• Comprehensive coverage.  This book reads like a college textbook, albeit an interesting one.  (I find it mildly ironic that proponents of the whole-book method authored it, but since they are passionate and wrote the entire book themselves, I suppose it does qualify as a “living book.”)  It is well-organized and covers EVERYTHING on the subject,though you may need additional resources to get further depth.  Homeschooling methods, personality types, advice on subject matter, homeschool supplies, field trip ideas, and even book lists are all included.
  • Easy to relate.  The Clarksons include an “In Our Home” section and give lots of examples that make the text come alive.  For instance, one of their 12 pillars is “Children learn from real life,” and they give an example of a child seeing and holding a garden snake versus being told what it is and shown pictures.  That’s my girl, all right!  Once she’d held it, she was eager to peruse lots of snake books.
  • image
  • Focus on books.  I love literature-based study.  My ideal school life would be to curl up with good books for hours on end, breaking away for practical stuff like ballet lessons and math discussions with Dad.
  • The overview of different homeschool methodologies.  I’ve read up on most of these myself, but it was interesting to read a new perspective and see how the Clarksons categorized some of them.  I think this would be extremely helpful for a new homeschooler.
  • Advice on a learning room.  They strongly encourage a room dedicated to learning, and setting up a learning environment throughout your house.  Sounds so much like what I wrote!
  • Personality section.  I’m not a big believer in putting kids into boxes, so I almost skipped this, but the “Shaper” Child characteristics caught my eye.  That is SO Esmé.  It gave me some ideas on how to motivate and work with her, since I personally am at the opposite end of the spectrum.

What Mom Didn’t Like:

There is a reason I am wholeheartedly eclectic.  I love gleaning everything I can from different homeschool books, compiling my own methodology and adapting as we go.  Here are a few things that don’t work for our family.

  • Charlotte Mason methodology.  I started listing the specific things that I don’t like, and realized most of them can be traced to the influence of Charlotte Mason.  While she has some great contributions to education, there are certain principles of hers that just don’t click for us, like delayed formal academics (we’re into acceleration!), emphasis on narration (why make a big deal of something as natural as breathing?), copywork (not creative Esmé’s cup of tea), and criteria for living books and art (I’ll take pop fiction “twaddle” with good values over certain fairy tales any day of the week, and I’m really not into archaic English).  I could probably write a whole post on this subject, so I’ll stop here.  Thankfully the Clarksons don’t seem to espouse a sparse selection of well-loved books, because that would REALLY bore Miss Esmé.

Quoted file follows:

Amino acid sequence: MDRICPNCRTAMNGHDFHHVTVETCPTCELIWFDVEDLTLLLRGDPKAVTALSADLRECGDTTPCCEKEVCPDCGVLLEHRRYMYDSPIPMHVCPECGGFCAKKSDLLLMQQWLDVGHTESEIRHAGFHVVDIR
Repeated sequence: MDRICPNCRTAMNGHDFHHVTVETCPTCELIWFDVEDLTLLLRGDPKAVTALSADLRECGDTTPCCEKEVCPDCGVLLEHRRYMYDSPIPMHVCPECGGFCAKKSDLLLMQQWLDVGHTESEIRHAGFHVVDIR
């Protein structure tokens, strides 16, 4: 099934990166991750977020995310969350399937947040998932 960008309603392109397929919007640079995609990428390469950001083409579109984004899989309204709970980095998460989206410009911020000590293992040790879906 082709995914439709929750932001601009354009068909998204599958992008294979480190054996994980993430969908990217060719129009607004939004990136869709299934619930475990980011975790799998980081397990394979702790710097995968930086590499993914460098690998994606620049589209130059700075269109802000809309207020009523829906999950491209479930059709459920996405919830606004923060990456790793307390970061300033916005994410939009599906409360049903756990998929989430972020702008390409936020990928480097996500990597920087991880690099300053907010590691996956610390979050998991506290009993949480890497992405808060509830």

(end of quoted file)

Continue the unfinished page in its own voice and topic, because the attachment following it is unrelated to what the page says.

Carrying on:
• Various specifics.  Certain specific suggestions are given that don’t work for us.  We like the beginning reading “gimmicks,” for example.  And for handwriting, I think we’ll skip on italics (the style I use when I’m sloppy) and cursive altogether. Not a significant negative in terms of the larger picture.
  • Family roles.  We’re a little unconventional in our homeschooling roles, splitting things between mom, dad, and day care with a friend.  Some of the life section just doesn’t fit us.

Nonetheless, I thoroughly enjoyed this book and will be using it as a reference for years to come.  It makes a great roadmap for new and veteran homeschoolers alike.Photobucket

Thanks to Apologia for providing the book for review and to TOS Crew for coordinating the review.  We are not being paid for this review, and all opinions are our own.


ParkerMama said...

I'm totally with you. I like taking the best from many books and offering up that to Parker.

Tammy and Parker
@ParkerMama on Twitter